Solving Two-Pendulum Collision: Find Max Angle

Set that equal to the work done by the "spring force" (m1+m2)g(sin(x) where x is the angle of the swing and solve for x. In summary, two pendulums of equal length and different masses collide after one is initially drawn back at an angle of 40 degrees from vertical. The speed of the first mass just before the collision is 1.35m/s. After the collision, the masses stick together and have a combined momentum of 76.3 cm/s. The total energy is not conserved during this inelastic collision and the final angle of the swing can be found by setting the change in potential energy equal to the work done by the "spring force". The solution to
Two simple pendulums of equal length (L=40cm) are suspended from the same point. The pendulum bobs are point-like masses of m1=450g and m2=150g. the more massive bob (m1) is initially drawn back at an angle of $$\theta_0 = 40^o$$ from vertical, as shown(in attached pic). After m1 is released it swings down to $$\theta = 0$$ where it collisdes with m2 and the masses stick together. I have the answers to the following problems, but i would like to know how to do it.

a.) Find the speed of m1 just before the collision. this one was pretty simple, the answer was 1.35m/s and it matches the answer given.

b.) Determind the maximum angle to which the masses swing after the collision. well from problem a.) i found that $$v_i = \sqrt{2gL(1-cos(45))}$$

when the bigger mass hits the smaller mass, $$U_o = mgL(1-cos(\theta))$$ right? and K_o = 0. at the end of the collision, K_f = 1/2mv^2 and U_f = 0. which means $$v_{2f}^2 = 2gL(1-cos(\theta_2))$$ right?

well plugging everything i know to $$V_{2f}^2 = (\frac{(2*m_1)}{m_1+m_2})^2*v_i^2$$ m1 = 450 and L = .4 m right? i get $$V_{2f}^2 = 4.1$$

then setting 4.1 equal to v_2f $$4.1 =2gL(1-cos(\theta_2))$$ and solving for theta, i get 61 degrees. but the real answer is 27, what did i do wrong?

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Unlike the total momentum,the total energy is not conserved during this inelastic collision.
Regards,
Einstone.

You say the larger mass is held at 40 degrees in the statement of the problem but use 45 degrees later. Since "Frogpad", giving essentially the same problem in a different post uses 40 degrees, I am going to assume that is correct.

Raising the mass on a 40 cm pendulum arm by 40 degrees means it is raised 40(1- cos(40)) cm vertically and so has potential energy 450g(40(1- cos(40))= 4131186 ergs(g here is the acc due to gravity- 981 cm/s2- rather than "grams") relative to its original position. Just before it strikes the second weight, it is back to its original position and so has 0 potential energy. All the potential energy has been converted to kinetic energy: its kinetic energy is 4131186 ergs. Since kinetic energy is (1/2)mv2= 4131186, we have v2= 8262374/450= 18360 so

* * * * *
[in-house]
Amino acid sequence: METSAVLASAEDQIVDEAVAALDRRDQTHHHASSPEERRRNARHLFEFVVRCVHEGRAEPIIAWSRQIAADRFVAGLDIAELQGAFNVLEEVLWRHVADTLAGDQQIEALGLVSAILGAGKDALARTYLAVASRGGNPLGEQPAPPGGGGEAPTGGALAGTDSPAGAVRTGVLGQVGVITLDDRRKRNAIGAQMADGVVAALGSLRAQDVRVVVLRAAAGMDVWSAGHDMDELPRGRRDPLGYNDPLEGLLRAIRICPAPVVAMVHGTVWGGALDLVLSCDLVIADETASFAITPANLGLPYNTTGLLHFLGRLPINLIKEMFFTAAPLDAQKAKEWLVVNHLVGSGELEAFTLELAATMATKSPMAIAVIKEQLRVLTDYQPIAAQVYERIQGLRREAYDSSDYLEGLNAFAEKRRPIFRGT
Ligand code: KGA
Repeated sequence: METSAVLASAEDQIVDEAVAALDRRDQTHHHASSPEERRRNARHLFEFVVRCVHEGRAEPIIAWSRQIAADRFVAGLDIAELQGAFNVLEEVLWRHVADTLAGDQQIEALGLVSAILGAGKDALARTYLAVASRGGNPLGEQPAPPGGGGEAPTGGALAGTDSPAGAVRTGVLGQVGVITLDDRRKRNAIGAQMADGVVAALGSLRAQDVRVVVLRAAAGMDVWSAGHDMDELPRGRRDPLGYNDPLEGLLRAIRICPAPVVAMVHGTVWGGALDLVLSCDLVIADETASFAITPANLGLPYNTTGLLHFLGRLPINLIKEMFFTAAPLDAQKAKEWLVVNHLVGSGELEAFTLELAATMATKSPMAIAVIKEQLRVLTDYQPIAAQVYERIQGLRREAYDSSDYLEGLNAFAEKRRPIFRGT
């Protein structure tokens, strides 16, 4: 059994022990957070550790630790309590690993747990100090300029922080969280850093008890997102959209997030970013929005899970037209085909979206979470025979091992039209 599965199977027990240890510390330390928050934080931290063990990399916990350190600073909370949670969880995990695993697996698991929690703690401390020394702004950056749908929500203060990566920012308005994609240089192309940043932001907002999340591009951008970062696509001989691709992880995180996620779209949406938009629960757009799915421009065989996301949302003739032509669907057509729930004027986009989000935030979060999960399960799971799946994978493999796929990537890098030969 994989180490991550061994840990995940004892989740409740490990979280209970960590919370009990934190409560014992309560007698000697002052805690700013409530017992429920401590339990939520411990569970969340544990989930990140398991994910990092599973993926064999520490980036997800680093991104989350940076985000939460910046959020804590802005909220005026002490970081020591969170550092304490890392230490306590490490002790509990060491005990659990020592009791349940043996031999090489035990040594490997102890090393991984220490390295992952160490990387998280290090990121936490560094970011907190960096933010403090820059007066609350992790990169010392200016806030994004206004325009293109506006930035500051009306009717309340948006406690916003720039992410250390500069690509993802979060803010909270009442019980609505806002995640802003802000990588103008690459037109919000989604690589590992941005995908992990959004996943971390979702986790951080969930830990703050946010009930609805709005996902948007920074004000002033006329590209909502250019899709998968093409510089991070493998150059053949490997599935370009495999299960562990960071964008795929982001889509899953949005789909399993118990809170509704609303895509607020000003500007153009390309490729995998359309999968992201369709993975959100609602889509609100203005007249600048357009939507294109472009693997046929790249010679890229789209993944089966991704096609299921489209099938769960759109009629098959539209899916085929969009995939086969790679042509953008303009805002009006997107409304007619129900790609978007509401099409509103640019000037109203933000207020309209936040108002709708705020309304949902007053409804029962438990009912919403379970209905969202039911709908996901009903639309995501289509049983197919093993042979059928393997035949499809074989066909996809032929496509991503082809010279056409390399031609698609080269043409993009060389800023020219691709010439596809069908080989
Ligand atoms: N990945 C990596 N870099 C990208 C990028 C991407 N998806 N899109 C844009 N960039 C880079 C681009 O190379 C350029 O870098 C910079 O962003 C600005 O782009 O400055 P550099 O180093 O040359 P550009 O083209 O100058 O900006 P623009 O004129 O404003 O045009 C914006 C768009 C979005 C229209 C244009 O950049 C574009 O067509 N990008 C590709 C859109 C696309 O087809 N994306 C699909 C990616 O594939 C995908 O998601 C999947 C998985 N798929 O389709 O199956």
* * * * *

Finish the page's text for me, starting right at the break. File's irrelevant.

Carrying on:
v= 135.5 cm/s, just what you got!

Now the two masses stick together so we can think of that as a single mass of 450+350= 800 g. As einstone said, since this is not an elastic collision,energy is not conserved and but momentum is: the initial momentum of the system was the momentum of the first mass (450 g)(135.5 cm/s)= 60976 dynes. The momentum after the collision (800 g)(v cm/s)= 60976 so v= 60976/800= 76.3 cm/s.

Now, calculate the kinetic energy of an 800 g mass moving at 76.3 cm/s. Find the height and then angle that will give potential energy for an 800 g mass equal to that kinetic energy. The difference between that and the original kinetic energy (= original potential energy) is the change in energy due to the collision.

1) What is a two-pendulum collision?

A two-pendulum collision is a type of physical interaction between two pendulum systems. It occurs when two pendulums, which are typically made up of a mass hanging from a string or rod, collide with each other. This can happen when one pendulum is set in motion and comes into contact with another pendulum, causing a transfer of energy and resulting in a change in the motion of both pendulums.

2) How do you solve a two-pendulum collision?

To solve a two-pendulum collision, you need to use principles of physics and mathematics. This includes understanding the conservation of energy and momentum, as well as applying equations of motion. By setting up and solving these equations, you can determine the initial and final velocities of the pendulums involved in the collision and find the maximum angle they will reach after the collision.

3) What factors affect the outcome of a two-pendulum collision?

There are several factors that can affect the outcome of a two-pendulum collision. These include the masses of the pendulums, their initial velocities, the angle at which they collide, and the elasticity of the pendulum strings or rods. These factors can all impact the transfer of energy and momentum during the collision, ultimately determining the final motion of the pendulums.

4) Can the maximum angle reached in a two-pendulum collision be calculated?

Yes, the maximum angle reached in a two-pendulum collision can be calculated using equations of motion and principles of energy and momentum conservation. By setting up and solving these equations, you can determine the final velocities of the pendulums and use that information to calculate the maximum angle they will reach before swinging back in the opposite direction.

5) How is the solution to a two-pendulum collision useful in real-life applications?

The solution to a two-pendulum collision has many practical applications in fields such as engineering and physics. For example, it can be used to understand and predict the motion of objects in collisions, which is important in designing safety mechanisms for vehicles and other machinery. It can also be applied to analyze the behavior of systems with multiple moving parts and to improve the efficiency of energy transfer in various devices.

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